The sudden hike in ecommerce activity is already leading to a sharp increase in fraud and chargebacks, according to Monica Eaton-Cardone, an entrepreneur and IT executive specialising in risk management and fraud prevention.
The elevated ecommerce activity has come as a result of the government-mandated lockdown, which not only forced people to spend more time inside, but also led to the closure of retail shops.
Eaton-Cardone explained: “In the past few weeks, we’ve tracked an increase in overall chargebacks of about 23%. Some industries are experiencing more chargeback trouble than others. For instance, a dramatic rise in activity for online gaming sites produced an 18.3% increase in disputes since 1st March.
“A similar pattern holds true for digital content which saw a 75% surge in transaction volume from March undercut by a 31% increase in chargebacks.”
Discussing which entity has been hardest-hit, Eaton-Cardone emphasised that no industry has felt the impact as intensely as the travel sector. Between February and April, some airlines saw chargeback issuances increase by 100%. Based on current trends, a carrier who received 50 chargebacks in January might have received 3,700 filings in February, then 4,500 in March and 5,000 by April.
This also doesn’t account for refund claims, which still do not prevent the customer from filing a chargeback with their bank if they haven’t received their refund fast enough. Consumers may, in effect, receive two refunds if the merchant fails to dispute the duplicate claim after refunding the transaction.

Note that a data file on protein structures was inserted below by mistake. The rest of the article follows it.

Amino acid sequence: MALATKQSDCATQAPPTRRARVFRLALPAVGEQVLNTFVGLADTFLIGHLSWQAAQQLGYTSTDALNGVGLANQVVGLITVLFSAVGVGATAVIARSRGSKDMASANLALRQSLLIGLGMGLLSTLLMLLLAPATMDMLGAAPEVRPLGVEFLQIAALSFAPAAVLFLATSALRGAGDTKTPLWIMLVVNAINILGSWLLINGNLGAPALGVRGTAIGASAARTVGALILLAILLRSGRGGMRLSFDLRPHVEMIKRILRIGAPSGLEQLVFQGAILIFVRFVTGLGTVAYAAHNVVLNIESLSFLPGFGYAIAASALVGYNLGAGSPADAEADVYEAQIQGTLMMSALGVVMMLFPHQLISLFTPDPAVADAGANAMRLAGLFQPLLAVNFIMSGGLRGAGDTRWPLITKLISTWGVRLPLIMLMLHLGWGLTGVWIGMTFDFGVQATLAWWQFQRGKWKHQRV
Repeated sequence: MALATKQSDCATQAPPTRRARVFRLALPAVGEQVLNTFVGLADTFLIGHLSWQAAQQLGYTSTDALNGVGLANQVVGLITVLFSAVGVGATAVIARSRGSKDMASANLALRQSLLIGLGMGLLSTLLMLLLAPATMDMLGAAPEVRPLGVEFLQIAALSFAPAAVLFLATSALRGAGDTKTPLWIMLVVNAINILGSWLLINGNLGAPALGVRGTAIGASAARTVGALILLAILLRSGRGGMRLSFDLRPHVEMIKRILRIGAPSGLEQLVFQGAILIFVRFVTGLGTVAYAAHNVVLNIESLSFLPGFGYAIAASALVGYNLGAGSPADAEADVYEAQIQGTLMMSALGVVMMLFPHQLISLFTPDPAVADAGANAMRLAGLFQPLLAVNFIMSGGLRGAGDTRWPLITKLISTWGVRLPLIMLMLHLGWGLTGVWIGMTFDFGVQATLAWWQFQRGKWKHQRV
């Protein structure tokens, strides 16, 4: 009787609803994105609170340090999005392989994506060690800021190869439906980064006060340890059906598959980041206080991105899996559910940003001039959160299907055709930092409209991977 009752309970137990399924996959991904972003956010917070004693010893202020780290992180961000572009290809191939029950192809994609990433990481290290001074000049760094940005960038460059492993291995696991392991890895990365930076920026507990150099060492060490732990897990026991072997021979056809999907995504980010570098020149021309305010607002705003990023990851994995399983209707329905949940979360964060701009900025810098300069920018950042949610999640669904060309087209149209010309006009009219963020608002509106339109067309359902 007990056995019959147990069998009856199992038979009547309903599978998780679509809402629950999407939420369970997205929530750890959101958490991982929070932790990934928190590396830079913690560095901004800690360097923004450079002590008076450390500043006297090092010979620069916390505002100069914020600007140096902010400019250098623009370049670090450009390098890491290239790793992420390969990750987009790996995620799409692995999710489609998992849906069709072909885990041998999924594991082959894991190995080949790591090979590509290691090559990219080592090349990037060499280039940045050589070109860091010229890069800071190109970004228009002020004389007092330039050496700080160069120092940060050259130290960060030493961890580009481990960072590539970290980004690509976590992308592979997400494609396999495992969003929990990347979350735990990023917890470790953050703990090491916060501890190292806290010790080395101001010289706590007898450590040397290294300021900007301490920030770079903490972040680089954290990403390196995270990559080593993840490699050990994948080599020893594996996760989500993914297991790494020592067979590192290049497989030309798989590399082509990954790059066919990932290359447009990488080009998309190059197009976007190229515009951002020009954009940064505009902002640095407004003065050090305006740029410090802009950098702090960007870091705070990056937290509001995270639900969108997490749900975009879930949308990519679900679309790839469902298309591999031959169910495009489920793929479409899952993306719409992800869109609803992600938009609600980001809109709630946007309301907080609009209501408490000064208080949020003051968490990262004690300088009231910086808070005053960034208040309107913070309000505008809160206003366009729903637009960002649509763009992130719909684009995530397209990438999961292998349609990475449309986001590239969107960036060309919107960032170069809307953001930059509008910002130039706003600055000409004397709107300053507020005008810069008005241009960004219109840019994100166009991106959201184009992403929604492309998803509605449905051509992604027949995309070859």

More consumers are also finding themselves under financial pressure from the pandemic and are (to a greater extent than usual) committing so-called “friendly fraud”. This is the process of opportunistically using the chargeback mechanism to claim back money they previously spent.
Eaton-Cardone added that she believes there is a definite need for chargebacks as a consumer protection method, especially during a crisis to help consumers recover losses from related issues, such as non-delivery or closed businesses.
However, the recent surge in the illegitimate use of this process indicates a negative shift in consumer behaviour that needs to be stopped. Considering the rate of redundancies, furloughed staff and the impact on an individual’s income, the opportunity to utilise chargebacks to shrink credit card bills or increase bank balance has not gone unnoticed.
To make matters worse, merchants overstretched by order volume, short-staffing, and supply chain fulfilment problems are neglecting to dispute chargebacks, which is the most effective way to stop repeat friendly fraud behaviour.
As a result, they are allowing the sales revenue, costs, fees and associated fines to be siphoned out of their bank accounts. Many businesses have virtually shut down, or are on an indefinite pause until this pandemic ends, they’re not contemplating the influx of unforeseen costs and damages that would strike from sales transacted up to 90 days before the COVID-19 crisis even began.
Eaton-Cardone underlined that this is not a sustainable strategy given the severity of the current economic situation and the impossibility of predicting both its duration and the terms of its resolution. Ecommerce merchants are stretched to the limit and need to focus on protecting their own businesses.
The best option in dealing with chargebacks in this situation, she suggests, would be for these merchants to seek assistance from a company specialised in handling disputes, where industry experts are able to clarify and mitigate every disputed charge.